Some female singers puff themselves up with bogus titles like Lady Such-and-Such or the Queen of Pop.
But unlike those pale pretenders to the crown, Miriam Makeba, the great South African artist who passed away in 2008 at age 76, actually earned her imposing nickname: "Mama Africa."
Google must've thought so, too: the Internet company is honoring her today with a doodle on its homepage. The stylized image shows Makeba in profile, in her prime, resplendent in traditional South African dress, singing against an abstract background tapestry of muted tans and reds.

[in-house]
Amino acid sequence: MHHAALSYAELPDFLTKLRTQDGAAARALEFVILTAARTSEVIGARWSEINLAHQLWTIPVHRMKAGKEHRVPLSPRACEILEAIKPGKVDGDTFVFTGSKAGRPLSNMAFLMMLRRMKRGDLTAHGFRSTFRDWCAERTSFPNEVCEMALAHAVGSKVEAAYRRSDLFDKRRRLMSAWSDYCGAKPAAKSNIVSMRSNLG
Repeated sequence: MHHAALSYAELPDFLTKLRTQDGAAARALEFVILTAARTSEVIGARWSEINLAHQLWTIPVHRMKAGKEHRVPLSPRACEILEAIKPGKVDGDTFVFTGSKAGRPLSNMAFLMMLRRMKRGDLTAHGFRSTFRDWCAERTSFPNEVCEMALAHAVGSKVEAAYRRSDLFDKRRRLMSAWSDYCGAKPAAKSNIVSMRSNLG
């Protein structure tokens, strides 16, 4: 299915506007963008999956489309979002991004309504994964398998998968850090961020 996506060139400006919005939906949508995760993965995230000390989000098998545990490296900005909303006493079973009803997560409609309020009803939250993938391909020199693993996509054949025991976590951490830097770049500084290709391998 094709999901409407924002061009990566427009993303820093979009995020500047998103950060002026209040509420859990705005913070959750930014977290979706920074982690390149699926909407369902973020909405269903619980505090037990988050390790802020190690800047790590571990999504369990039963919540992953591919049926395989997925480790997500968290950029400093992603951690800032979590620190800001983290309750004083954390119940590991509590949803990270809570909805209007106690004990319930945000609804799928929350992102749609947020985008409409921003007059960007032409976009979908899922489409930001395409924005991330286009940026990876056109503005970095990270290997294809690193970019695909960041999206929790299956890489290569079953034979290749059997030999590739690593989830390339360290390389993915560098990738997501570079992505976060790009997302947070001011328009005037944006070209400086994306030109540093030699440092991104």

Here's how the Times' obituary described Makeba's continent-sized talent:
"Makeba captivated audiences with a voice perfectly suited to the polyrhythmic chant-songs of African music, combining the clarity of a Joan Baez with the throaty authority of a Sarah Vaughan. Her fame in the U.S. peaked with the 1967 release of the single “Pata Pata,” an upbeat dance tune that remained her best-known number to the end of her life. The song became the first top-20 U.S. single by an African artist."
"By then she had already won international fame with a novelty number known familiarly as “The Click Song,” for the way it incorporated the distinctive "click" sound of her native Xhosa tongue."
So click on Google sometime today.
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